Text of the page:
(first posted 7/4/2015) Happy Independence Day, America! 1976 was a big year for America, and numerous companies got into the spirit of things with Bicentennial-themed products. We’ve covered several of them here, including GM’s Spirit of America edition Nova (among others). In the course of researching a new(ish) tractor I just bought for the farm, I ran across the pictured Case 1570 Spirit of ’76 edition tractor – turns out a number of ag manufacturers offered patriotically-themed products, too.
Case built a total of between 200–300 of the 180hp Agri-King 1570s in patriotic livery, preceded by six model 1370 tractors (pictured above).
In addition to the large tractors, Case also built six model 446 garden tractors that took part in the 1976 Racine, WI Bicentennial parade, subsequently being sold by select Case dealers.
A toy version of the 1570 was also offered by Ertl.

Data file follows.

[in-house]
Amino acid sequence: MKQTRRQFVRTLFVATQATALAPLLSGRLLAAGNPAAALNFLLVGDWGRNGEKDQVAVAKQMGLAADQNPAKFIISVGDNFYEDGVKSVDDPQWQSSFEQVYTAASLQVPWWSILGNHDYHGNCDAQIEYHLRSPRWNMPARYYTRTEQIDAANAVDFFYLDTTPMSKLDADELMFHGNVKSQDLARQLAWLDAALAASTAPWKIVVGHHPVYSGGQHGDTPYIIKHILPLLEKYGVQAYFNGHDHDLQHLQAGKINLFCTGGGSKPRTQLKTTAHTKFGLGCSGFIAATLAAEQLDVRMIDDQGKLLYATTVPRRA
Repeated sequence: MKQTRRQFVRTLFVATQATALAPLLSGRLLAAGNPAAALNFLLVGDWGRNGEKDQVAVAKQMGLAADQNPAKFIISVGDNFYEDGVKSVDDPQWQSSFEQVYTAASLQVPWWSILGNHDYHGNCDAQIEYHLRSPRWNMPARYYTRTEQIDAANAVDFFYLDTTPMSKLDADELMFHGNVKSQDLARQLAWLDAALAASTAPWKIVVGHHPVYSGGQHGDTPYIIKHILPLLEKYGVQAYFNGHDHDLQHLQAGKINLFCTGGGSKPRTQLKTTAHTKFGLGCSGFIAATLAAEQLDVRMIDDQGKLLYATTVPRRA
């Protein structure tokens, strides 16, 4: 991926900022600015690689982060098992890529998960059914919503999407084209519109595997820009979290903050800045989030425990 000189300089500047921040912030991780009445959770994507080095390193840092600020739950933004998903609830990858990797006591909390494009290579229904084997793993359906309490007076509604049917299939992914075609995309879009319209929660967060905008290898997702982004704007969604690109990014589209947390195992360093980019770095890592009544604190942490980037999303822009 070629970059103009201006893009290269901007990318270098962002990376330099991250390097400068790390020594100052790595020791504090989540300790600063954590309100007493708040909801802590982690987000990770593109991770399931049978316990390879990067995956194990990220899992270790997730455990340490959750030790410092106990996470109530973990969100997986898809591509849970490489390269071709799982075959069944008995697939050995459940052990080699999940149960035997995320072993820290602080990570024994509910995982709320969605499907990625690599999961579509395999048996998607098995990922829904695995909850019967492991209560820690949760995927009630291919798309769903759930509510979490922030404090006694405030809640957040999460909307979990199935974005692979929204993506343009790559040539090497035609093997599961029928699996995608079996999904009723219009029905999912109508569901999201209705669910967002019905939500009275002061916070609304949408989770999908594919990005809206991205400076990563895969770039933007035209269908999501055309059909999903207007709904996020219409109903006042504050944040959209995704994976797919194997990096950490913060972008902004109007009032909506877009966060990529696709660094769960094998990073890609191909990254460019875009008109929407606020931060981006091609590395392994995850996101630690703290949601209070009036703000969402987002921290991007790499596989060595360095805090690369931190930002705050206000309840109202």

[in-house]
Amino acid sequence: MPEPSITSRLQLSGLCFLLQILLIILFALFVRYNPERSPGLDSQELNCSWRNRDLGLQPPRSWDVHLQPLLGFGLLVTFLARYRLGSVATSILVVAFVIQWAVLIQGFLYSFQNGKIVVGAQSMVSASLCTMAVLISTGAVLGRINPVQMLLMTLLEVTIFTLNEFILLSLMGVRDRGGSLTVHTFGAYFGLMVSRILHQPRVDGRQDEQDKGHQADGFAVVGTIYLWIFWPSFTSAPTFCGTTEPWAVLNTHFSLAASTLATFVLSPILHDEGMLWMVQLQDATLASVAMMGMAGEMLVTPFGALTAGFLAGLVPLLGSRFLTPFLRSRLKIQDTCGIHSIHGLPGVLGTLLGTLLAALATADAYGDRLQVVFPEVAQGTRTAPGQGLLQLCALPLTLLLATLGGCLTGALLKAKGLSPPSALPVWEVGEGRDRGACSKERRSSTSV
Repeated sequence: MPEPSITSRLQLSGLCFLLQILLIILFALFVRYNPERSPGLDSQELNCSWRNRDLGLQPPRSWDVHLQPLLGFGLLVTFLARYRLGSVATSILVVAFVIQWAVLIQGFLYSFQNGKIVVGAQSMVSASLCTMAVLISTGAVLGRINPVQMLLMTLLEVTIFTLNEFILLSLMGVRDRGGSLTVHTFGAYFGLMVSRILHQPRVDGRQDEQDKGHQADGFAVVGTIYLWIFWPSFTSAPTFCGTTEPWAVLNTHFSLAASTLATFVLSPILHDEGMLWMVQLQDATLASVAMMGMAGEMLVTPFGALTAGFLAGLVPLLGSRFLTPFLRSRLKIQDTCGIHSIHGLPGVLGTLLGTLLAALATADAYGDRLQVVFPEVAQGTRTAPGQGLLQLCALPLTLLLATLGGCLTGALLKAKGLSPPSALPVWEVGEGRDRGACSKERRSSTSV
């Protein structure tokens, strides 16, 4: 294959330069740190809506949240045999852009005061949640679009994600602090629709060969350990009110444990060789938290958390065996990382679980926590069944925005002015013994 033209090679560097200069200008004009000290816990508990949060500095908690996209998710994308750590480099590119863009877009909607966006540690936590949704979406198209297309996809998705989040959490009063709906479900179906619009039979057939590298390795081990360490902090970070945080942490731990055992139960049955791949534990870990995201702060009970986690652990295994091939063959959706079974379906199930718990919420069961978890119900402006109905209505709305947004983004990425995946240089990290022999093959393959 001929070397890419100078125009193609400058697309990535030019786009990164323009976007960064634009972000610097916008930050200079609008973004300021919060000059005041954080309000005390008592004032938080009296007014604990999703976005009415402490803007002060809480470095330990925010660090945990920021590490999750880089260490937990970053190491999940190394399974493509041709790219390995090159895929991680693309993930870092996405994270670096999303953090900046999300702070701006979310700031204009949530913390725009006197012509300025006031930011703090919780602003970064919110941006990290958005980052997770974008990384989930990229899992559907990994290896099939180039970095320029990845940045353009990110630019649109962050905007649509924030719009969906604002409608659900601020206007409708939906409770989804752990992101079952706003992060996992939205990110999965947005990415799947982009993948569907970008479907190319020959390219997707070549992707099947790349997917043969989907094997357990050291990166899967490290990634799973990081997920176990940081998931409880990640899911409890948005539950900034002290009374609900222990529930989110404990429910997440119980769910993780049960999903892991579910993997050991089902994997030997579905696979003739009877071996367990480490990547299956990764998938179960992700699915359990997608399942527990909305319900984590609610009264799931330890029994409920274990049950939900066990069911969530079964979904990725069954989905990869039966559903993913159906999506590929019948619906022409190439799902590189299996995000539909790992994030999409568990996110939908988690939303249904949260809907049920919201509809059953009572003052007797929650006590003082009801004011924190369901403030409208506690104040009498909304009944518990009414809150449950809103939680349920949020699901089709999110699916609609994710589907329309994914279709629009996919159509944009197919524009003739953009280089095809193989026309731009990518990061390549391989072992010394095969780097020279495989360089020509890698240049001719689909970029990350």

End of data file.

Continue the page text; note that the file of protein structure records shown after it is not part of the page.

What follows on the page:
Other ag manufacturers got in on the act, too, including the Massey-Fergusons seen above…
The huge Steiger Panther II…
And the International Cadet 76 of which 3,504 were produced from 1975-76.
Here’s the rest of the ad from the lead picture. It’s been another ~40 years since that was written, and while the basics haven’t changed much, technology certainly has put a new face on large scale farming since then.
As for me, I’m headed out to rake hay on my 60 year old “no technology” Ford 8N before we head out to watch fireworks tonight. A Happy Independence Day to all my fellow Americans, and I hope our global audience enjoyed this quick peek back to 1976 farming in America!
Here, some proper shoes for you….old school, and proven technology.
Happy Independence Day !
I want that International Cadet 76 so bad!
Google, do your stuff.
So judging by the familiar “Cadet” script, did IH used to produce the garden tractors now known as Cub Cadet? Fascinating…
This article especially the last photo gives me a warm fuzzy feeling. I wonder how popular these livered tractors were and if they cost extra? I imagine there are not too many if any originals left.